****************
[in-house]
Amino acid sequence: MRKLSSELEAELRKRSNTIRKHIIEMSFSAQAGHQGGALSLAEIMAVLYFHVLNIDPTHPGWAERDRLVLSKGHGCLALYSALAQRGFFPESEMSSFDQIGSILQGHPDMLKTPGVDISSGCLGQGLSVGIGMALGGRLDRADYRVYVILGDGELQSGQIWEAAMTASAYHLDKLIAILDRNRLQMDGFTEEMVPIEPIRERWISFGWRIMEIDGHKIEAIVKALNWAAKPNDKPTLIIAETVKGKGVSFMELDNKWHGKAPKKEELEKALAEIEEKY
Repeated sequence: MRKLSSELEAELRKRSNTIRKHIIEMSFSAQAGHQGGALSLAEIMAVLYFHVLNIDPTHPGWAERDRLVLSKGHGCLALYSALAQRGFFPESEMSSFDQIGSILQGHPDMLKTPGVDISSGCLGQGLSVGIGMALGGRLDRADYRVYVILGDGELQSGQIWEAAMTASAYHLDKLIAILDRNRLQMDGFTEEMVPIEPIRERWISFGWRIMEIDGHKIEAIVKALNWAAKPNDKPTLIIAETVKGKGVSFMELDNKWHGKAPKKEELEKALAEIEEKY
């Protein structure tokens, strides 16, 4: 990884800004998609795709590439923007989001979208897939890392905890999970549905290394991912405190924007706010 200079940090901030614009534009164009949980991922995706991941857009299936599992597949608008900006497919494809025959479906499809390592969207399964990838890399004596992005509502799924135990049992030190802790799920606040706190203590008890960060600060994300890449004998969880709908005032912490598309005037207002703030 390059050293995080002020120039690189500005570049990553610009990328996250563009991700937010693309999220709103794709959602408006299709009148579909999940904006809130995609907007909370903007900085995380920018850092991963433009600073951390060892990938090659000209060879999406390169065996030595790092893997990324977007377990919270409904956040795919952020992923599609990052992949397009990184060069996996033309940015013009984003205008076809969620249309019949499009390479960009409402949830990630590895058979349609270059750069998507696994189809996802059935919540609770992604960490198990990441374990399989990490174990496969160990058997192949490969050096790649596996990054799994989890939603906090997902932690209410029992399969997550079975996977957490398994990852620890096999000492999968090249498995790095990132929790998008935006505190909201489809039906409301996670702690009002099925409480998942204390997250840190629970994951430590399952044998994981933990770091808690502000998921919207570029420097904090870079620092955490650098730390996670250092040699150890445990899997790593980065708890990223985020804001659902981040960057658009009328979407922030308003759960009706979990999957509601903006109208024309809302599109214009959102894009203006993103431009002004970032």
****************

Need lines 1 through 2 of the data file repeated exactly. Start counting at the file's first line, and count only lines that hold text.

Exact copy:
[in-house]
Amino acid sequence: MRKLSSELEAELRKRSNTIRKHIIEMSFSAQAGHQGGALSLAEIMAVLYFHVLNIDPTHPGWAERDRLVLSKGHGCLALYSALAQRGFFPESEMSSFDQIGSILQGHPDMLKTPGVDISSGCLGQGLSVGIGMALGGRLDRADYRVYVILGDGELQSGQIWEAAMTASAYHLDKLIAILDRNRLQMDGFTEEMVPIEPIRERWISFGWRIMEIDGHKIEAIVKALNWAAKPNDKPTLIIAETVKGKGVSFMELDNKWHGKAPKKEELEKALAEIEEKY